And as these Heavens still by degrees arize,
Until they come to their first movers bound,
That in his mightie compasse doth comprize,
And carrie all the rest with him around;
So those likewise doe by degrees redound,
And rise more faire, till they at last arrive,
To the most faire, whereto they all do strive.

Faire is the Heaven where happy soules have place
In full enioyment of felicitie,
Whence they doe still behold the glorious face
Of the Divine Eternall Maiestie ;
More faire is that, where those idees on hie
Enraunged be, which Plato so admyred,
And pure intelligences from God inspyred.

Yet fairer is that Heaven, in which do raine
The soveraigne powres and mightie potentates,
Which in their high protections doe containe
All mortall princes and imperiall states;
And fayrer yet, whereas the royall seates
And heavenly dominations are set,
From whom all earthly governance is fet.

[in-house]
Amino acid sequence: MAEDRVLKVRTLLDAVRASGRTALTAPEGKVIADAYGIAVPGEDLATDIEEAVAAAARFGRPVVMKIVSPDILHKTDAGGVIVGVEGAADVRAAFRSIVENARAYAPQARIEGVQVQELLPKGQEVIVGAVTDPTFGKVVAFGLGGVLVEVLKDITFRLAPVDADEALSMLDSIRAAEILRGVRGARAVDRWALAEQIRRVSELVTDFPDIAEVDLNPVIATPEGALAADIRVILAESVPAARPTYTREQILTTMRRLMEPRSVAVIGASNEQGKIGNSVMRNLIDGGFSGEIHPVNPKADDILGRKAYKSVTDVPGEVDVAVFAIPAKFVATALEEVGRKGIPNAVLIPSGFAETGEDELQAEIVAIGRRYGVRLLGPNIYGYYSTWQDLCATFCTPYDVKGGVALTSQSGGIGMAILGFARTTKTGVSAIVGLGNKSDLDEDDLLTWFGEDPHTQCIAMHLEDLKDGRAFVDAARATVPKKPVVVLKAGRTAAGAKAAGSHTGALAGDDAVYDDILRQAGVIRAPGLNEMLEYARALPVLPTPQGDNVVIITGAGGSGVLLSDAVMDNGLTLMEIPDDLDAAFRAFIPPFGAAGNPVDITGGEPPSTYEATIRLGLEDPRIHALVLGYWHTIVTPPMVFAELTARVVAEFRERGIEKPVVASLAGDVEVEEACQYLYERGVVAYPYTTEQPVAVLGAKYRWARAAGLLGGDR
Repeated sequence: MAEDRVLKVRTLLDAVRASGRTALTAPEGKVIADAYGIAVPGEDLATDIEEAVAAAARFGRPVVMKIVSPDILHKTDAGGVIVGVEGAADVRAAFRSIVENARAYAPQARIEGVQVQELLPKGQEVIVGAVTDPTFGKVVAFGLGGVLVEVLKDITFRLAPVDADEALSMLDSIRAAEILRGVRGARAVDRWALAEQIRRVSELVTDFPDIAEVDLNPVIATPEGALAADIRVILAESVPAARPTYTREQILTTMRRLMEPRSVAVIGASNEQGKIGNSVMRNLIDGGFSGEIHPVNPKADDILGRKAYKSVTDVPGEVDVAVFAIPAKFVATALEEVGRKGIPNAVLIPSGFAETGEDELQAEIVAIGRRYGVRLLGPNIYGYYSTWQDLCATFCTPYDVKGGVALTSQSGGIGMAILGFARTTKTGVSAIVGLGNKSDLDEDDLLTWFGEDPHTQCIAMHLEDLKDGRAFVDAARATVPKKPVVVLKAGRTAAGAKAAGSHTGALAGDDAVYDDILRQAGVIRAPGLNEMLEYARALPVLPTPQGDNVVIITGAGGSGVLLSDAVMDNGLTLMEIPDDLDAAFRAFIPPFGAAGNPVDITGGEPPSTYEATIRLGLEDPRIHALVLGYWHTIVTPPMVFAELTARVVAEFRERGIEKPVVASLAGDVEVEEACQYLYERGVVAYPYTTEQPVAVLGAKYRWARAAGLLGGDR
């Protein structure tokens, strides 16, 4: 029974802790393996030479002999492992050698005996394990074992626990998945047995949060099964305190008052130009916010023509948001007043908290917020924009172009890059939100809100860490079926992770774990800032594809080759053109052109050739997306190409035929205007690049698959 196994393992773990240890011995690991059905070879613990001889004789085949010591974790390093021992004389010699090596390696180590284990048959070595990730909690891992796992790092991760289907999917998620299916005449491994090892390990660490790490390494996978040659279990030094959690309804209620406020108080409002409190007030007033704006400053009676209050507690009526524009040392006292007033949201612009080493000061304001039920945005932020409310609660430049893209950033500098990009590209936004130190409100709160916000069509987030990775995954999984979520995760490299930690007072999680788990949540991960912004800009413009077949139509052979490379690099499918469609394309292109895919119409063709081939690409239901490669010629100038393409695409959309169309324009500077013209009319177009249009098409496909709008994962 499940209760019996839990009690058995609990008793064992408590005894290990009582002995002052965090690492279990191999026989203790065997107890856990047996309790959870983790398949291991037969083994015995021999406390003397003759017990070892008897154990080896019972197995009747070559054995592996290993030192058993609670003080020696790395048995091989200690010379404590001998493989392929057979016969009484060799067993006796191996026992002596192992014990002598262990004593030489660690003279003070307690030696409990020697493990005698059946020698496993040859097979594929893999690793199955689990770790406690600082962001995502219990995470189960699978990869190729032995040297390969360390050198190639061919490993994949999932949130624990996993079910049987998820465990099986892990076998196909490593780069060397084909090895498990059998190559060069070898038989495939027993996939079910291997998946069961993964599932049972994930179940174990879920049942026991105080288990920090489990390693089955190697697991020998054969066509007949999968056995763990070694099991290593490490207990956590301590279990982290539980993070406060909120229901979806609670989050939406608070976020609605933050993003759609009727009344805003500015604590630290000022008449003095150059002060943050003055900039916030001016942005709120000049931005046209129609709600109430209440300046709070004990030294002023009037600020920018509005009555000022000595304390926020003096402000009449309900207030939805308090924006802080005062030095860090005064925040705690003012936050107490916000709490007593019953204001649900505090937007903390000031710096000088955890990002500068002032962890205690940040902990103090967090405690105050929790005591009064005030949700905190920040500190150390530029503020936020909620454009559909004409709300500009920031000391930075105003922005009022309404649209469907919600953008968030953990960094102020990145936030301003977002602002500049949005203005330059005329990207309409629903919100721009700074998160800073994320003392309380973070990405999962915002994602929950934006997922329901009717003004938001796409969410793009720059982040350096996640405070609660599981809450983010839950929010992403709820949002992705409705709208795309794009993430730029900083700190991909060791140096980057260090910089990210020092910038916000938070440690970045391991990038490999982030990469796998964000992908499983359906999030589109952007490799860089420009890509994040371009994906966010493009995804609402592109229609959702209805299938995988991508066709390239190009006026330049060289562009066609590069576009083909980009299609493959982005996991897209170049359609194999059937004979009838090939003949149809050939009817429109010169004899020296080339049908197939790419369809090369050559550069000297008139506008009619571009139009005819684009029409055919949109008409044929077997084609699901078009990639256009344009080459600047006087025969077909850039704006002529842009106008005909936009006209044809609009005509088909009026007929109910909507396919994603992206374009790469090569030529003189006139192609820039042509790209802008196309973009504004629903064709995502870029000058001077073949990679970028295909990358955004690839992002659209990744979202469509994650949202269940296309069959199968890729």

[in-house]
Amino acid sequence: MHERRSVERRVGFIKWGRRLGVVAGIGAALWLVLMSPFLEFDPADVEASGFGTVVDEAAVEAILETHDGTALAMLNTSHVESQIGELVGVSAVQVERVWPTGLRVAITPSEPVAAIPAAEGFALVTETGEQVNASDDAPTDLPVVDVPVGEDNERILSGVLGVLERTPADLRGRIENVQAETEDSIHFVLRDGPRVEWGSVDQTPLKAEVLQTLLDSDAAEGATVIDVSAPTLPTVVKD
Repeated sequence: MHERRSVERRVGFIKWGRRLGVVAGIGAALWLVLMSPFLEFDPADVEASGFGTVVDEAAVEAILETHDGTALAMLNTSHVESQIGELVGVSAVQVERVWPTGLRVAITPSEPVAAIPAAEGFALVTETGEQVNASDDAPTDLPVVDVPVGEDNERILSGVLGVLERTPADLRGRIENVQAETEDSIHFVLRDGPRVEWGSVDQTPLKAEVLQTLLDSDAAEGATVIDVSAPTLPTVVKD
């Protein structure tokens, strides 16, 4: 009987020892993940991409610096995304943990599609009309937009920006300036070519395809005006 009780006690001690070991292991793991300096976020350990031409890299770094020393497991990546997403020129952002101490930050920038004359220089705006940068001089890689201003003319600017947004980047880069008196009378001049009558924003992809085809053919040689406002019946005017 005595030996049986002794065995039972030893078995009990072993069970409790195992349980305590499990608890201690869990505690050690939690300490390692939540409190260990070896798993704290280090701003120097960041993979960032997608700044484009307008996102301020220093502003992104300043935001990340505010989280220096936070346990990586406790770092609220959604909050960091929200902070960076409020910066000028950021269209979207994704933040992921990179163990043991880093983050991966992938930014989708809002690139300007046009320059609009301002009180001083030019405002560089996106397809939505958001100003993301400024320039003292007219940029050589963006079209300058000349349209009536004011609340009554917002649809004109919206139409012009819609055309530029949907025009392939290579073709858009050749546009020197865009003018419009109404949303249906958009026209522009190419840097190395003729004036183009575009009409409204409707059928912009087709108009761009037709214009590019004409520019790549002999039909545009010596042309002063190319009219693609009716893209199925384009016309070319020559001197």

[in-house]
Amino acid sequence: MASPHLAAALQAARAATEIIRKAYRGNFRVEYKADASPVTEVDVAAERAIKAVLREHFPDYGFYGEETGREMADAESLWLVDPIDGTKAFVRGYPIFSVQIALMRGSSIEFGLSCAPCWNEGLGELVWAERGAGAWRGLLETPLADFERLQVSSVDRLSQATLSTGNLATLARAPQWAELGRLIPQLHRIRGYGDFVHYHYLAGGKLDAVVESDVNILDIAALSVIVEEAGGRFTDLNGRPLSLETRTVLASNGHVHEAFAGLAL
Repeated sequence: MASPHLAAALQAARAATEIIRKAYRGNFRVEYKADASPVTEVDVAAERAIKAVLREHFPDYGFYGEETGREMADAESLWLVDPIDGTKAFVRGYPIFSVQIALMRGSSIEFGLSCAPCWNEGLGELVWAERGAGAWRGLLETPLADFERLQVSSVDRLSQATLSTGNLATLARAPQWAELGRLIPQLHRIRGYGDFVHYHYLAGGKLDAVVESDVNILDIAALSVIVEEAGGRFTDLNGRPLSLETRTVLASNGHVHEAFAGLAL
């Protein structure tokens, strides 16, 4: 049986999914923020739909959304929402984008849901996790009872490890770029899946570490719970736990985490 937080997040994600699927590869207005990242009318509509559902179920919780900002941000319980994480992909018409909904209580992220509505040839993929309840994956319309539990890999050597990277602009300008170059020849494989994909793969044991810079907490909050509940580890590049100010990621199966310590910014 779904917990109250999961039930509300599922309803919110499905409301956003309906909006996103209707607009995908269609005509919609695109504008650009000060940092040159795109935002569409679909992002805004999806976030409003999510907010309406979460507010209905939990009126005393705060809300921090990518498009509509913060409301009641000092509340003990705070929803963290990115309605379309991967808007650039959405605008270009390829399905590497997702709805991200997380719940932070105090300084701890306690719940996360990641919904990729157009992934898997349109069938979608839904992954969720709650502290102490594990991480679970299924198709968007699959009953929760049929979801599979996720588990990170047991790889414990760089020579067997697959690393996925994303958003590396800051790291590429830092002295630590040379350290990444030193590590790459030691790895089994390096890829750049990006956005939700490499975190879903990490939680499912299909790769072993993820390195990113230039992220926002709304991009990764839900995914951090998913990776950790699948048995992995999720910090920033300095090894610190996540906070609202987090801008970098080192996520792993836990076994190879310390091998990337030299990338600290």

Yet farre more faire be those bright cherubins,
Which all with golden wings are overdight,
And those eternall burning seraphins,
Which from their faces dart out fierie light;
Yet fairer then they both, and much more bright,
Be th' angels and archangels, which attend
On Gods owne person, without rest or end.

These thus in faire each other farre excelling,
As to the highest they approach more near,
Yet is that highest farre beyond all telling,
Fairer then all the rest which there appeare,
Though all their beauties ioyn’d together were;
How then can mortall tongue hope to expresse
The image of such endlesse perfectnesse ?
Cease then, my tongue! and lend unto my mynd
Leave to bethinke how great that beautie is,